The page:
I did this the easy way by purchasing an Audio Power Industries PowerWedge Utlimate 116, which features 6 isolation transformers for sources components (it isolates components from one another as well as from the line). It's been a long time since I compared using this to plugging straight into the wall (I do remember an improvement, otherwise I wouldn't have kept the unit), and it also puts the power through HF filters as well as transformers. But I can handily compare another power aspect, that of running balanced AC (+60v/-60v as opposed to +120v/0v), which is selectable/defeatable from tranny taps switched individually on the rear panel. Based on my experiences in this area, I would say if you're going to use isolation transformers, you should go the balanced route if you can.
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Some general suggestions here.
"Old school" iron core transformers are superior to toroidals in terms of noise rejection. Toroidal designs do work, but are not as efficient in terms of total noise rejection.
Look for transformers that use the most iron for their cores and are rated the highest in terms of KVA. "Good" isolation transformers are phenomenally heavy and expensive. My bare 3KVA isolation transformers weigh over 100 lbs apiece. The cores are actually good for about 5KVA. As such, i might saturate the windings but i'd never saturate the core. The 1.8 KVA bare transformers that i have weigh 42 lbs apiece. I used to think that these had "healthy" cores until i picked up the 3 KVA units : ) The bare "little" .25 KVA transformers i have weigh 12 lbs apiece. Just the sheer shipping weight and cost of raw materials for these units might tell you why many manufacturers opt for lighter and less costly toroidal designs.
If you must share transformers between components, keep the digital separate from analogue and vice-versa. If using a transport and dac, further gains can be made by having an individual transformer for each unit. If possible, take that a step further and use individual isolation transformers for each component.
If you are going to use an isolation transformer on a power amp, the transformer should be rated quite a bit higher than what the amplifier would draw at the point of clipping. Otherwise, you might run into core saturation on the isolation transformer during momentary peaks or sustained low frequency passages.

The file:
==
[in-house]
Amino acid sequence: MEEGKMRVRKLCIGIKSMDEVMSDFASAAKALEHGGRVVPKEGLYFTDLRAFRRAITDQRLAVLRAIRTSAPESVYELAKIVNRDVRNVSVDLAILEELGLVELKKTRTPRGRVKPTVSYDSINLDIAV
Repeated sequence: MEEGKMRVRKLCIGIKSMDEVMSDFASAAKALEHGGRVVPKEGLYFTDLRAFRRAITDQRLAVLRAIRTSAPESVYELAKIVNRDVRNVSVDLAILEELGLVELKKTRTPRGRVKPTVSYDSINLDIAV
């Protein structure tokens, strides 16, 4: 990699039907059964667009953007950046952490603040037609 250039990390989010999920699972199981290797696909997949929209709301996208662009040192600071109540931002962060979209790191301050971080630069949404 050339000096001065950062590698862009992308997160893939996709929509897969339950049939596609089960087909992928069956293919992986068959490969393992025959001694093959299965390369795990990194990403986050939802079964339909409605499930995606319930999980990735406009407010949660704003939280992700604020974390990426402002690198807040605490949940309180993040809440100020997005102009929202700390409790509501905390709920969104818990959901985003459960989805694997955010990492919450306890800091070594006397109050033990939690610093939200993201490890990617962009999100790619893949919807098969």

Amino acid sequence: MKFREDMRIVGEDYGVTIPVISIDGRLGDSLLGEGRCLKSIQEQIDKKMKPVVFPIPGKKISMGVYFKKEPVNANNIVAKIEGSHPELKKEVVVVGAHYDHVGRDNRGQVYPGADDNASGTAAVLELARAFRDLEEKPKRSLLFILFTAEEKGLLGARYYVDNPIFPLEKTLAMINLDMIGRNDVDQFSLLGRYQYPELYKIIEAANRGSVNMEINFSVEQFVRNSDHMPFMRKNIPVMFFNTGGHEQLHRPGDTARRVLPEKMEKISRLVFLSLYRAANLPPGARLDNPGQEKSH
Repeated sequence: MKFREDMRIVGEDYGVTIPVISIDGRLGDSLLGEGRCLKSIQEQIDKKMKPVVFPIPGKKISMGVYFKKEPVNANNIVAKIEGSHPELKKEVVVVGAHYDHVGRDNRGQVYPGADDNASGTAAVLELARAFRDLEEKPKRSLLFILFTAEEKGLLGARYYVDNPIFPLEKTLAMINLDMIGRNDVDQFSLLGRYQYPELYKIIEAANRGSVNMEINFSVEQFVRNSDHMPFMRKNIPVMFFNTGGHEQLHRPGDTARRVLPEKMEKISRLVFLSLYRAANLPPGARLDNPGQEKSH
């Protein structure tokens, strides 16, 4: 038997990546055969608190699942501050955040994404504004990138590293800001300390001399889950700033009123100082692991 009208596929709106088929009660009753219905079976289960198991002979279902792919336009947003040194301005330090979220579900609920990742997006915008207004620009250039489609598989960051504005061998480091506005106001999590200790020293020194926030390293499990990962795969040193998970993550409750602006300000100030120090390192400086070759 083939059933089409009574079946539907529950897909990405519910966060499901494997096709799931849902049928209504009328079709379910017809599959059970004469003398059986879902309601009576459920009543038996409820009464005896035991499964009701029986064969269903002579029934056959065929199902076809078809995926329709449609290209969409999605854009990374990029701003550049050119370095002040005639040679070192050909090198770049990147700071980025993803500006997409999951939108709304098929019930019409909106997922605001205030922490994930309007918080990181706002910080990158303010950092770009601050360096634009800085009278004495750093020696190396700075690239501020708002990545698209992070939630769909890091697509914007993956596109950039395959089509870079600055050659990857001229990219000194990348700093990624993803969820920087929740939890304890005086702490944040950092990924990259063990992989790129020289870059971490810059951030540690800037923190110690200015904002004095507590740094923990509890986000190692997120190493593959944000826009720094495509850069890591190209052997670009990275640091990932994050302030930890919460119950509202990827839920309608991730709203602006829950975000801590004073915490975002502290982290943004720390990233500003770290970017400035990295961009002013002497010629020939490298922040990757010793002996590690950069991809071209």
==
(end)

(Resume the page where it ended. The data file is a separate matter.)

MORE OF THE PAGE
Bare in mind that transformers produce a magnetic field around them. You will have to take steps to shield them if placed near the gear. Keep signal cabling FAR away from ANY type of power transformer.
Start with your digital gear and work your way down the line.
I've been told to stay away from Sola units as they supposedly do "bad things" sonically. Besides that, 3% distortion is pretty high. According to what i've read, the power coming off the grid is "supposed to be" less than 5% at any given time. If it is higher than that, your pole transformer is probably defective.
Short of purchasing a TRUE power regenerator ( expensive and in-efficient ), there is nothing that you can do to remove ALL of the noise coming in off of the line. Using good quality iron core isolation transformers will give you the most benefits with the least drawbacks, but they are sloppier and far less convenient to work with than commercial "audiophile" PLC's.
Keep in mind that this is just my take on the situation. Others will have varying opinions that are probably just as valid, maybe more-so. Sean
Sean's advice is very good. I would recommend looking at EquiTech's wall mounted units. These are very large isolation transformers that take 220 in and then drop it down to 110 with two balanced poles (thus further rejecting the noise). I made one similar to these with a transformer I had gotten from a medical device company that was no longer used. It was about a 6.5 KVA unit (yes it was heavy). The only downside to the EquiTechs is that they are expensive, but I think they have really engineered a superior product (it's the brute force method--but works quite well). It's used by many recording studios, they're just not as well known in the home market.
Cdc, I was in a very similar situation this past winter. I looked at all the pieces recommended above and found the Hubbell to be one of the best out there. Rick at Virtual Dynamics has recently informed me that he is modifying Hubbell Iso Transformers with Cryogenic treatment, internal wiring tweaks and some other stuff you'd have to ask him about. My power needs have been met lately so I am not in the market for one of these... If you end up getting one please let me know what it does in your system.
I would start by buying a couple of smaller isolation transformers from eBay ($15-$35). Play around with them. Open them up and clean all contact points w/ contact cleaner--you'll be surprised...
I have several isolation transformers and I really like my C core ones. Some are "Chicago Transformer Co." 3.5 amp isolation transformers and they have three output taps: 105, 115, 125V. I plug my DAC to the 125V tap and besides lowering the noise floor it increases slam and authority in the music. Very similar to when I use my 3,000W 220V ONEAC to plug my power amp. Sean is correct when he says C cores are superior. My big ONEAC is also C core.